Iceland is a beautiful country filled with mountain ranges, glistening waterfalls, geothermal pools and vast stretches of open land dotted with the occasional town or small city. 

The month of January falls in the middle of winter in Iceland, the cold may seem like a deterrence for tourists but January in Iceland has a lot to offer. 

Prices of accommodation and tours are generally cheaper during this time of year. Certain glacier hikes and sights to see are made more breathtaking by this icy month. 

Travelling to Iceland in the winter will also allow you to save money on plane tickets and lodging during your stay. This can help to keep your trip within a budget. In this article, we will look at what to expect when visiting Iceland in January. 

History of Iceland

Many historians agree that this country was first settled hundreds of years ago around the year 874 AD. These refugees were mainly Norwegians fleeing the tyrannical rule of King Harald Fairhair who sought to unify the Scandinavian countries under one rule, his own. 

These settlers slowly built up the region and started to create their own farming communities and villages. Most of the larger towns and cities of Iceland are from those original settlements. 

Iceland Climate – What to Expect

In Iceland, average temperatures range from a chilly 0°C – 12°C or 32°F – 53,6 °F. However, in January these temperatures can easily fall lower than that on the colder days.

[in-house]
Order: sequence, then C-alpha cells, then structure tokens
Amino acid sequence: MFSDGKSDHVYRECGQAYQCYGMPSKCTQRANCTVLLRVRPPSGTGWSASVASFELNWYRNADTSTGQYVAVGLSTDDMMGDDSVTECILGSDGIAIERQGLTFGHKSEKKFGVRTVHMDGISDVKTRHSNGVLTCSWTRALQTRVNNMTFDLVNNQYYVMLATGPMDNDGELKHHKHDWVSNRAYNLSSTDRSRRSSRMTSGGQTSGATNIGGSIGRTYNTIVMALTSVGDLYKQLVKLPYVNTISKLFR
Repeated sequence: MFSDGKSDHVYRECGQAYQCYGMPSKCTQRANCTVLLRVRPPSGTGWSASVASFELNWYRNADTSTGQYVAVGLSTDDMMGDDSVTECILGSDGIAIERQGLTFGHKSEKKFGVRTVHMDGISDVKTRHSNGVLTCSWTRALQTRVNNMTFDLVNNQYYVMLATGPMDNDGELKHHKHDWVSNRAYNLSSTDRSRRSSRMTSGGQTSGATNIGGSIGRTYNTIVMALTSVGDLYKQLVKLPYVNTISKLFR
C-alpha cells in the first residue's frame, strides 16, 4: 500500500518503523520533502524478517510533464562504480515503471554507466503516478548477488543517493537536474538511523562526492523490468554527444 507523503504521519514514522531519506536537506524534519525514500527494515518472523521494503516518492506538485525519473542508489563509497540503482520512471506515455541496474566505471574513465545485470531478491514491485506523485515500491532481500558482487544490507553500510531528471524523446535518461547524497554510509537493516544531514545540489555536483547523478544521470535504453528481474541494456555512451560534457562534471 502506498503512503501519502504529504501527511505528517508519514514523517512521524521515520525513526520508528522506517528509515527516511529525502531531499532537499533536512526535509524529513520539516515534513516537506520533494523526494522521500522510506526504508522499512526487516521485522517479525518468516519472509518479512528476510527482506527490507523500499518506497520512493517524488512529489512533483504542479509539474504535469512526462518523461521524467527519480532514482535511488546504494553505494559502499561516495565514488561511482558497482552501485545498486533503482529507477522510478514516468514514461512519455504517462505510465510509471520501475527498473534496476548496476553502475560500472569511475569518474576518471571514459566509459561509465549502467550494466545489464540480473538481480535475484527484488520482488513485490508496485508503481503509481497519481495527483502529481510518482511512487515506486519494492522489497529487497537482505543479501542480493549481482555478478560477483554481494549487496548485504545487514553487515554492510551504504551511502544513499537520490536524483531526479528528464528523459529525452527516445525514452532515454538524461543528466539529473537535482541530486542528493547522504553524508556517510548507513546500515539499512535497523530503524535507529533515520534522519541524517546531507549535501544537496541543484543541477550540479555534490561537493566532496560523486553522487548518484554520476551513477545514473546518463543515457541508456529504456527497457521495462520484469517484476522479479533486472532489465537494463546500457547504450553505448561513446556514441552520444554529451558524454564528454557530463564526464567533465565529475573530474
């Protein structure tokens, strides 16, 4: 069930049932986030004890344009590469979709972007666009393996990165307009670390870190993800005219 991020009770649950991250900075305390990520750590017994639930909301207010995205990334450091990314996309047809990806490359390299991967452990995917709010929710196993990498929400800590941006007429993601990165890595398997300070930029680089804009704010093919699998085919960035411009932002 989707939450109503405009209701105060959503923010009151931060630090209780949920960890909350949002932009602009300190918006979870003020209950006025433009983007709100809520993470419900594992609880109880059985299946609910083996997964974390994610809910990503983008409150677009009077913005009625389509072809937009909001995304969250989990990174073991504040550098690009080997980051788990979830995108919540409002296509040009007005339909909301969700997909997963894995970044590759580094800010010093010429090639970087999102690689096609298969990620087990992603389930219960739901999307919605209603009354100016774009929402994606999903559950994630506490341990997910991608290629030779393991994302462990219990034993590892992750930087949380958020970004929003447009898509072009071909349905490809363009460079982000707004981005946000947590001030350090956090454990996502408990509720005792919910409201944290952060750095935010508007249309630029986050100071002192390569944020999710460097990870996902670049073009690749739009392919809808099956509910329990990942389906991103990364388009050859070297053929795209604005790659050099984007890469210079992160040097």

Of course, this does fluctuate depending on the time of year and weather experienced. Icelanders don’t really regard the spring and autumn seasons. The reasoning behind this is that both spring and autumn pass incredibly quickly in Iceland. 

And it can be fairly challenging to notice the difference they hold from summer and winter, respectively.

Iceland’s weather in January brings the icy embrace of winter. During these months, the country sees large amounts of snowfall all around and it isn’t uncommon for roads and pathways to become blocked with snow or slippery with ice. 

This can make driving in Iceland in January a bit tricky, especially in the wilder parts, so we wouldn’t advise on a road trip during this time. Luckily in the larger towns and cities, the roads and pathways are well-maintained. With the snow being removed and icy roads being sprinkled with salt to increase the grip for car tires. 

It’s highly recommended that you bring insulated clothing with you. Temperatures can easily drop incredibly low even during midday.